So, I was round a friends house tonight, and whilst partaking of the drinking of the beers, we happened to switch onto a channel that was showing Groundhog Day, during one of the scenes Murry is having his breakdown (one of them) whilst covering the ceremony (this was about ten minutes before he let the Groundhog drive the car), and it suddenly dawned on me the building behind Murry was the clock tower from Back to the Future. Meaning that entire town square was faked!

It was actually interesting to watch with that revelation in mind, because it really became very clear the entire town square sequence/s really was/were both shot on the recognisable square, but at the same time every shot was framed as carefully as possible to avoid that the most famous building as much as possible.

It made you realise how much Universal must have been ****ed off in retrospect that this one big successful film made such a fuss of that one, major building on their backlot, creating problems for subsequent productions using it that wanted to avoid jolting people out of their film by presenting the Clock Tower.

[The Wikipedia page for Groundhog Day only mentions filming in Illinois, but if they really didn't use the Universal backlot for the town square scenes that means there's a town in Illnois that looks exactly like Hill Valley...]

angloconvoy
2014-02-23, 01:50 PM
I also remember reading that most films botch the geography of Washington DC. Key point is that it doesn't have any skyscrapers. The Washington monument is the tallest structure in the area.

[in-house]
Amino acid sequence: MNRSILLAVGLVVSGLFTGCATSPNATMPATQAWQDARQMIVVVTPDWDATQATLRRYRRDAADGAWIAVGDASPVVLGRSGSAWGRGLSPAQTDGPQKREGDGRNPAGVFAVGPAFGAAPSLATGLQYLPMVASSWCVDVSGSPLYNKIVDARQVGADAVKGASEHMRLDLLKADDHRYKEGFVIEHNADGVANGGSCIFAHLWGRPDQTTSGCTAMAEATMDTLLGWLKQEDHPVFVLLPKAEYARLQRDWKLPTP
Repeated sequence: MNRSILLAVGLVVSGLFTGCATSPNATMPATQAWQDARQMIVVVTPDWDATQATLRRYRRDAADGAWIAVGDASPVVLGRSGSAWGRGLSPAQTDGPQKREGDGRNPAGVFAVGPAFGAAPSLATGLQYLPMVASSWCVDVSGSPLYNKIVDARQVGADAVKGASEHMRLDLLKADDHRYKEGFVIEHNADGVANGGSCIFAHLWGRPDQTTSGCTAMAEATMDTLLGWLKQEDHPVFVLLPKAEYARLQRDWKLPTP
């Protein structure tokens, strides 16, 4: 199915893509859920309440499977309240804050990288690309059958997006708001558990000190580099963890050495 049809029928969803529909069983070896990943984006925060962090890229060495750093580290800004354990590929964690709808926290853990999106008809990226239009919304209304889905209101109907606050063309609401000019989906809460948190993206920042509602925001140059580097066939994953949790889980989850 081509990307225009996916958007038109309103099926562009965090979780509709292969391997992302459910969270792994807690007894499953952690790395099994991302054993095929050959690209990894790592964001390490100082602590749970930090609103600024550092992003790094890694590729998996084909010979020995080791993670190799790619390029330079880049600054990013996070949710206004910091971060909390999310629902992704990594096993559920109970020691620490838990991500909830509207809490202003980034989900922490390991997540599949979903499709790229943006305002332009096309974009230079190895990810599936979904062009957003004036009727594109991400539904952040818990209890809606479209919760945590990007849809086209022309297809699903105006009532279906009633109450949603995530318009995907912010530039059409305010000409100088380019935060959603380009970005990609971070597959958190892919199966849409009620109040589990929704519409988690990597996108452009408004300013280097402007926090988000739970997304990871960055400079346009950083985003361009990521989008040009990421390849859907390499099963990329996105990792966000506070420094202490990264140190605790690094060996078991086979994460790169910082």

I'd call that more artistic license than botched though. The name Washington DC is shorthand for "a very powerful and important city" worldwide. Problem is, the real landscape is more what you might call "quaint" for the most part. Mix in a few skyscrapers and there you have it. "An important and powerful city".

I'll also give Batman a pass, since the existence of Metropolis and Gotham means that their world's geography doesn't need to be the same as ours.

Notabot
2014-02-24, 12:47 AM
So in Dark Knight Rises, where exactly was that prison pit supposed to be located? It seemed to be within walking distance of Gotham at times, but on the other side of the world at others. I haven't rewatched for a while, so I might be missing something, so feel free to correct me with extreme prejudice.

angloconvoy
2014-02-24, 09:00 AM
Other side of the world, as I recall. He just Batmanned back in no time once his back was magically healed, even though we were specifically told at the start of the film that he had no cartliage left in his knees. Do you know how fast someone with no cartilage walks? They don't. It was a stupid movie that you should watch once, go, ooh, explodey, and then never give any further thought. None of it makes the tiniest bit of sense.

Warcry
2014-02-24, 04:49 PM
No, don't be silly, he had a magical knee brace that somehow made it 100% all better! :glance:

So in Dark Knight Rises, where exactly was that prison pit supposed to be located?
It's in a generic comic book Latin American country. Except for when characters need to travel to/from Gotham instantaneously.

Is my scorn for this film obvious enough? :)

inflatable dalek
2014-02-24, 05:01 PM
Lets not forget this is the same Bruce Wayne who in Batman Begins was able to get from Gotham to the far east without a passport and only the clothes on his back by stowing away on boats, and that was before he had advanced ninja training from Liam Nesson. Doing the same in reverse after years of dedicated sneak training isn't a stretch at all.